All commercial and residential projects with a plot area of more than 500 sq. metres or eight apartments inclusive of all phases will have to be registered with the Authority. Projects which have not received a completion certificate and are ongoing will also be required to be registered with the Authority within three months from the commencement of the Act.

Challenges to be addressed
Too many laws: A key issue is the reconciliation of land laws and apartment ownership acts pre-existing within the state with the new law, and the extension of its applicability. As for the latter, the law is applicable in what it defines as ‘urban areas’, a term that encompasses all municipal areas and areas within the control of an analogous local authority, or part of a planning area. However, several states do not have planning areas defined, and several census towns (areas which are urban as per census, but not under the municipal law of the state) are still governed by panchayats. Although building and/or development control rules may exist for such areas as laid down by the town and country planning law or municipal law, these would not ordinarily fall within the description of ‘urban areas’ as defined under the Act.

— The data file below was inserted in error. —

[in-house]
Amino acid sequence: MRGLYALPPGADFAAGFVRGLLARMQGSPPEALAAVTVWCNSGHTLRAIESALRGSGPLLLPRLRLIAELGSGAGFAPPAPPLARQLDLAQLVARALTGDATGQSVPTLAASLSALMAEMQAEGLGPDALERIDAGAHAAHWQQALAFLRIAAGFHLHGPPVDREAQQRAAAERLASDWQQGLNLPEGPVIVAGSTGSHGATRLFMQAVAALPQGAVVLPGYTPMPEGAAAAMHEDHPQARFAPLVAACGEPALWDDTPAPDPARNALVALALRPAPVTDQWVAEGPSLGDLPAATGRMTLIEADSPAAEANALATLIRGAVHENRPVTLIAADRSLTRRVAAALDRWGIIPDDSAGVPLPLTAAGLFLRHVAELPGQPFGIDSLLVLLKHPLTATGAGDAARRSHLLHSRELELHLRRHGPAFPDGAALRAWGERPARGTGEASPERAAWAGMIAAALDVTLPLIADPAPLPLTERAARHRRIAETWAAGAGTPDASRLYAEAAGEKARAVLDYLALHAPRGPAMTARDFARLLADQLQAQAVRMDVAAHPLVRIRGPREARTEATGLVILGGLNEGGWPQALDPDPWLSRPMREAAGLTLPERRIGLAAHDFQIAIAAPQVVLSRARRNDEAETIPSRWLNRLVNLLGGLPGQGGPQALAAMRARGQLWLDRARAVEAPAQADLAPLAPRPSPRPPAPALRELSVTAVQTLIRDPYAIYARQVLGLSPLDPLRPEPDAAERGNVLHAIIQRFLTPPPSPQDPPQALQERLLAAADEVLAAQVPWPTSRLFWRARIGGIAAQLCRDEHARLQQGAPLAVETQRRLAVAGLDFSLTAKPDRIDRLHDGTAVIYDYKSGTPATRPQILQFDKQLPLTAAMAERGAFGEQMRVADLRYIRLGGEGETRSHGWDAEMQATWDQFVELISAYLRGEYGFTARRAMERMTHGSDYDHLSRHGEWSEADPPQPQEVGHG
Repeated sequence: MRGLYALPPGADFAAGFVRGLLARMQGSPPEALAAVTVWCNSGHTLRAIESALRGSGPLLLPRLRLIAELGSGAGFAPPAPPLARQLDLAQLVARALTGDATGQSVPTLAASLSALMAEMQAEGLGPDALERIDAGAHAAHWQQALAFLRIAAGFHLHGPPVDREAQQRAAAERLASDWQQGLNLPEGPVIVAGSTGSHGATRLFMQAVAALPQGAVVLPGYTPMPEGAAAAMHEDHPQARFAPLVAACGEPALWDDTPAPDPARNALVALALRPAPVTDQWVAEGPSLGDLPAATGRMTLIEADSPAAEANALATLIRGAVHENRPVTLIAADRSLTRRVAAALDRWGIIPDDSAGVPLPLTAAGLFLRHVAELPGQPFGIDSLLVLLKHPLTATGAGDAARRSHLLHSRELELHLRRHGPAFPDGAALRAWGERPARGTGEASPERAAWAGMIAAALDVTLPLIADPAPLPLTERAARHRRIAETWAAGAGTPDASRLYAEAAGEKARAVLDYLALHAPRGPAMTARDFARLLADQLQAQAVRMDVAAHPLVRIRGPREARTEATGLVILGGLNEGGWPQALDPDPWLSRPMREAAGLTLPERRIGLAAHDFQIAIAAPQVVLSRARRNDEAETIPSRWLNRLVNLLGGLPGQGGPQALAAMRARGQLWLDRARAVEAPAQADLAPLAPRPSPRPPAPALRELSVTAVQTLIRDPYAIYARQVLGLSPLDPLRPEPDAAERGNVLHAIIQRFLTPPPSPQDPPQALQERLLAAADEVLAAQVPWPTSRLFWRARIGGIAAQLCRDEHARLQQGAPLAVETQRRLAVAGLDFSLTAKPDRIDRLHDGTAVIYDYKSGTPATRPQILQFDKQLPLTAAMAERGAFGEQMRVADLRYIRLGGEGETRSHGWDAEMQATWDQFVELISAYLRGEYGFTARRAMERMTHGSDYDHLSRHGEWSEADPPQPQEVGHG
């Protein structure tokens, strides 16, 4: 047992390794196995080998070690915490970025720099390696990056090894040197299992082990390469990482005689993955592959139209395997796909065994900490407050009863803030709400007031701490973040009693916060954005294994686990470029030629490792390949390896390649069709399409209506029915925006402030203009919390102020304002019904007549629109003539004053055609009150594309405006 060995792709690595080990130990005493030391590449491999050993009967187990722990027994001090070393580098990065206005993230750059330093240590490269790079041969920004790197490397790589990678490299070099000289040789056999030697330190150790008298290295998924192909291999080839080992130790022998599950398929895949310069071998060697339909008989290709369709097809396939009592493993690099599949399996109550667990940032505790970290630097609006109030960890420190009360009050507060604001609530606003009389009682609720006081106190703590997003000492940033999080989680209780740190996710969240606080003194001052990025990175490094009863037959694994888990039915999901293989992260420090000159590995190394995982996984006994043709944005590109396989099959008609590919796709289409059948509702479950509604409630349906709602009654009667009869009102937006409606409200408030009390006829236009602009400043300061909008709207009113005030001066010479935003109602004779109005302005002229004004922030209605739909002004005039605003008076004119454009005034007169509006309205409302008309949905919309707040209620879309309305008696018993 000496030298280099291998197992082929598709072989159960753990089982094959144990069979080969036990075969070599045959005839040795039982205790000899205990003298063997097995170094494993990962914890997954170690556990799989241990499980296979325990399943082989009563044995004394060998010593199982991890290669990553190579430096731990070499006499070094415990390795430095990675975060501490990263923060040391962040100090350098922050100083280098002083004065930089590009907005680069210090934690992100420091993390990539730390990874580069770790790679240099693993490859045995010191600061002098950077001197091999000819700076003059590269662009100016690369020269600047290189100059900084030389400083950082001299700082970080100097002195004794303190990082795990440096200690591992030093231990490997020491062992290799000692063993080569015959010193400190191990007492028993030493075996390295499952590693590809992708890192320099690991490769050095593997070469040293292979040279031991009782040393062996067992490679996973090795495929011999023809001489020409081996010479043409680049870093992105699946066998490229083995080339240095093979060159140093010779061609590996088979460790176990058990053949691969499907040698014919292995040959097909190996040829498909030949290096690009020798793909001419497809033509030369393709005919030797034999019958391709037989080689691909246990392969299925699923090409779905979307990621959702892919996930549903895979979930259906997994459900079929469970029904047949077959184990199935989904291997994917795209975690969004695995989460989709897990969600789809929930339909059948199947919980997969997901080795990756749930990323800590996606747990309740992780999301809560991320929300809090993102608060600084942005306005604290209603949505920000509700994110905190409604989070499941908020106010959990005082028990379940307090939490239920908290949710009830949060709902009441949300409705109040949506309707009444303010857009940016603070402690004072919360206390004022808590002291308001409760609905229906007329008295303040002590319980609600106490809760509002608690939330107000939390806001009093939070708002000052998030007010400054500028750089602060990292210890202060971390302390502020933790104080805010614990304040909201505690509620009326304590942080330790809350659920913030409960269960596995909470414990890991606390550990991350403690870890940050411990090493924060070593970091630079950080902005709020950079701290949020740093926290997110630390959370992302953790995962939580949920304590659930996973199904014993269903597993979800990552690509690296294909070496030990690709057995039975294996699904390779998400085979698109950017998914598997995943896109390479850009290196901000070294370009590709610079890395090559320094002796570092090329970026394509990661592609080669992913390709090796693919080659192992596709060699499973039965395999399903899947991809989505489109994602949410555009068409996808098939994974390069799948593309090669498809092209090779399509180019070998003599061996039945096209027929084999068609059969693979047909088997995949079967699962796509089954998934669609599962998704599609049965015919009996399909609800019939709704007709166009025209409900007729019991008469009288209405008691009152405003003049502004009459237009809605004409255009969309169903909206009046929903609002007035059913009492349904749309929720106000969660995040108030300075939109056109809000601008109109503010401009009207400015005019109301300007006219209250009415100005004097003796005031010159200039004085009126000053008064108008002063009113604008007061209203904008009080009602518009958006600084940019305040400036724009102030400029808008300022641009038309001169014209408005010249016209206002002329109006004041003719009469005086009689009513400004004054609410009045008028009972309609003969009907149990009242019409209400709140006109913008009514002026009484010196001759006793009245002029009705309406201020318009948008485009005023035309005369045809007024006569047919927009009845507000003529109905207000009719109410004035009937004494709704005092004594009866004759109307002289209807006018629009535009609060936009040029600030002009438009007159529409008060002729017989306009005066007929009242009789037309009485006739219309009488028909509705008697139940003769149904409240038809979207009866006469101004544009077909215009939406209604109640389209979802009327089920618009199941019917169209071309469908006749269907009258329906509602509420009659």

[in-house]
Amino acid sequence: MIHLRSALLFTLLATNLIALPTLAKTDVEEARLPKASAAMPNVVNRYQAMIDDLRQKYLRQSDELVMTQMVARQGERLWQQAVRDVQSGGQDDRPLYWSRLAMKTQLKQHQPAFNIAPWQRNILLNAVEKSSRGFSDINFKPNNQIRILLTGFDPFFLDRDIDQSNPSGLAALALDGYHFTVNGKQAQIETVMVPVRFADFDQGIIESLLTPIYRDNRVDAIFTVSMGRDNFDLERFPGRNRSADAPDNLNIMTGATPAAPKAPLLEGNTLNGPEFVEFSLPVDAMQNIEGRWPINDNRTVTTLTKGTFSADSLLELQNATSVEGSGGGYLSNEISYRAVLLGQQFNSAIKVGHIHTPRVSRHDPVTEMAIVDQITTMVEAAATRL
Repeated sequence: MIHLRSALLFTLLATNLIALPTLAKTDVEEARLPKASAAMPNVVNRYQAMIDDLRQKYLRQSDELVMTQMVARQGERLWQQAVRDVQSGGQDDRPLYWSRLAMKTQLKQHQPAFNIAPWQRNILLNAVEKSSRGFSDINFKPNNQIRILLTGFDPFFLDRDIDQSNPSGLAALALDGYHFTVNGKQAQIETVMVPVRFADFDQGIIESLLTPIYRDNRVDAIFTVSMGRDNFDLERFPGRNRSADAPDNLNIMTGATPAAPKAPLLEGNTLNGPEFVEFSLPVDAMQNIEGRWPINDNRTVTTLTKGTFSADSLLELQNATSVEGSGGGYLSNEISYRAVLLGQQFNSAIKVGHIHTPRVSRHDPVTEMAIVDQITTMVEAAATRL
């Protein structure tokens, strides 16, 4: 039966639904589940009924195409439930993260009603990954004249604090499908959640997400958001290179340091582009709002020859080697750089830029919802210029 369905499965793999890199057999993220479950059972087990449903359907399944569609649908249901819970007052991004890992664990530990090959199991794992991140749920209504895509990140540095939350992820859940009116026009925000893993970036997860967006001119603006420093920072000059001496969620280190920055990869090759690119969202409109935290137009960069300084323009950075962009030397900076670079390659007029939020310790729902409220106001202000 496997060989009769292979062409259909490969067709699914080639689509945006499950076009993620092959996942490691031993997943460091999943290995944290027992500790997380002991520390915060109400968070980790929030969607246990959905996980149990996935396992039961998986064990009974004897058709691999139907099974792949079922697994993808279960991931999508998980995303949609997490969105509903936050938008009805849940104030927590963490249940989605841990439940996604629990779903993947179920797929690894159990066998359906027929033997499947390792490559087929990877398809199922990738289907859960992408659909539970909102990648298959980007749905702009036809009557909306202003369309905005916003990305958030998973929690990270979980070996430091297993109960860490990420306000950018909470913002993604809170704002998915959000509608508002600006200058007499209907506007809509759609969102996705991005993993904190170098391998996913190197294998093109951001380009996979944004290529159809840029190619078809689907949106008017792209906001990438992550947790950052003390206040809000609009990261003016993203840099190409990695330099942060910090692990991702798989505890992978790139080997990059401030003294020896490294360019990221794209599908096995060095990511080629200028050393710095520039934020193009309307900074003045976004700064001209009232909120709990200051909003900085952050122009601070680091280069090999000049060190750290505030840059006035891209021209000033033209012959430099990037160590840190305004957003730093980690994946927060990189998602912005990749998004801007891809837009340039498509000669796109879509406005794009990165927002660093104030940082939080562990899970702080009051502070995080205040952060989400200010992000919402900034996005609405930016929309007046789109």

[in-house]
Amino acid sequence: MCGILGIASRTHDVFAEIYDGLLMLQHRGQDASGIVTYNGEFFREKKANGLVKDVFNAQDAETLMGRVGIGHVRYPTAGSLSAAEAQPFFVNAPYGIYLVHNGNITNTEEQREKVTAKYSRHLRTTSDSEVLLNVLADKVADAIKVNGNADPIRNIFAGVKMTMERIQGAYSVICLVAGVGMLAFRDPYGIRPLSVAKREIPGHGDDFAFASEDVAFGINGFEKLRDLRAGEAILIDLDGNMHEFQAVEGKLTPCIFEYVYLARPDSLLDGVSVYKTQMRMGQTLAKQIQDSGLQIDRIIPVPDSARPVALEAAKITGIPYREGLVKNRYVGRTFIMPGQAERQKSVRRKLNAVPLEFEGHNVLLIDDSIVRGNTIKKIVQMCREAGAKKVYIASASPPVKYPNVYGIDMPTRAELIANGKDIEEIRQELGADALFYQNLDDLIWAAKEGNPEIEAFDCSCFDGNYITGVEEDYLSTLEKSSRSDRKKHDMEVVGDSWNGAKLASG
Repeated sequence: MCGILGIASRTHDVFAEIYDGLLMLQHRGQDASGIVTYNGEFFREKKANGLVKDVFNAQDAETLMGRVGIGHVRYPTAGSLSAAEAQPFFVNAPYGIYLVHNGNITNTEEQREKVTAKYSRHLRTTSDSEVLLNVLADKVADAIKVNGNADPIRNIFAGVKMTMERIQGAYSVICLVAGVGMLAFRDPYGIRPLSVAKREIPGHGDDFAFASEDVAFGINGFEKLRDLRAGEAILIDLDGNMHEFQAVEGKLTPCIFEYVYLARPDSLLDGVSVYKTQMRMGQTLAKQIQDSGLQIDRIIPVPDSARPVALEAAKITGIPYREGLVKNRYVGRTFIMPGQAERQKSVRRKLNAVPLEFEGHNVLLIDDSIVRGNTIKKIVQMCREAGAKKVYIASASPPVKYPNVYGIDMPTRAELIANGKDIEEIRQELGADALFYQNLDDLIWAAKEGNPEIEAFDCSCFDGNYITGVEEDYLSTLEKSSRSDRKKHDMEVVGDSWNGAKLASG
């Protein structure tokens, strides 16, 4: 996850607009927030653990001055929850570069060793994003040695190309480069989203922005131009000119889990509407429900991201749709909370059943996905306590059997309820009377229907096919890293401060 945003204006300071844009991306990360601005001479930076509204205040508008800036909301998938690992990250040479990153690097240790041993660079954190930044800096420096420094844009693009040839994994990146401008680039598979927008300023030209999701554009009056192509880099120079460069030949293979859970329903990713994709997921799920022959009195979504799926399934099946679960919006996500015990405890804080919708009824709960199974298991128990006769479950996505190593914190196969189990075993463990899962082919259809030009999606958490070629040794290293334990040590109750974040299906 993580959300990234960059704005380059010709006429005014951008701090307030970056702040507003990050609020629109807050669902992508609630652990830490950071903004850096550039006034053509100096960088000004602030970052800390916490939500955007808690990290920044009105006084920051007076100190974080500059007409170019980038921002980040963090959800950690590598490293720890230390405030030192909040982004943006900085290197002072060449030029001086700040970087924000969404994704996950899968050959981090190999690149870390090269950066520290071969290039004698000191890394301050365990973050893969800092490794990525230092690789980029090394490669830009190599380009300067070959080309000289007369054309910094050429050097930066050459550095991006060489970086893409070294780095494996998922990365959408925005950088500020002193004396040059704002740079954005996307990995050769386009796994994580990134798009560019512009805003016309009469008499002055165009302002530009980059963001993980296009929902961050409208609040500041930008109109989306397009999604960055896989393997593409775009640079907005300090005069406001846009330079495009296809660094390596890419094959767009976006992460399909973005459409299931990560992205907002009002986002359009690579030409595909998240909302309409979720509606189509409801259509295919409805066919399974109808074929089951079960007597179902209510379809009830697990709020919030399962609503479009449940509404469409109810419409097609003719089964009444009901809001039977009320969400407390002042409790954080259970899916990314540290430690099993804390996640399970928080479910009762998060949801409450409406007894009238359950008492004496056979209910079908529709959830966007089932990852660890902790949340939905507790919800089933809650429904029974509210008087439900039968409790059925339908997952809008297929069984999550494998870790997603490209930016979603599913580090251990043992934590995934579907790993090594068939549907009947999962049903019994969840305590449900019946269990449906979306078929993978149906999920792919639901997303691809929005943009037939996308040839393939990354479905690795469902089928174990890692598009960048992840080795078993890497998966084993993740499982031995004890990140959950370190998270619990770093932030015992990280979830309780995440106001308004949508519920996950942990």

Where is the law headed?
As of now, a total of seven (or eight) states and all Union Territories have already promulgated rules and regulations appurtenant to the main law. However, a number of concerns have risen with respect to the states having effectively ‘diluted’ the provisions of the main law, particularly with respect to the applicability of law to ongoing projects, the statutory protection to home buyers and the disclosure of information by developers.

The exercise of demonetisation and subsequent remonetisation has posed new challenges for the real estate sector, which was already gearing up for compliance with the Real Estate (Regulation & Development) Act, 2016 far before that. The key aspect that needs to be addressed is the fact that operating costs for the real estate industry may go up, while demand may continue to rationalise to the extent where potential purchasers refuse to (or are unable to) pay beyond a certain price. While affordability and the ability to pay for a house has been enhanced to an extent through introduction of subsidies in interest rates, the prices at which houses are being sold are considerably on the higher side.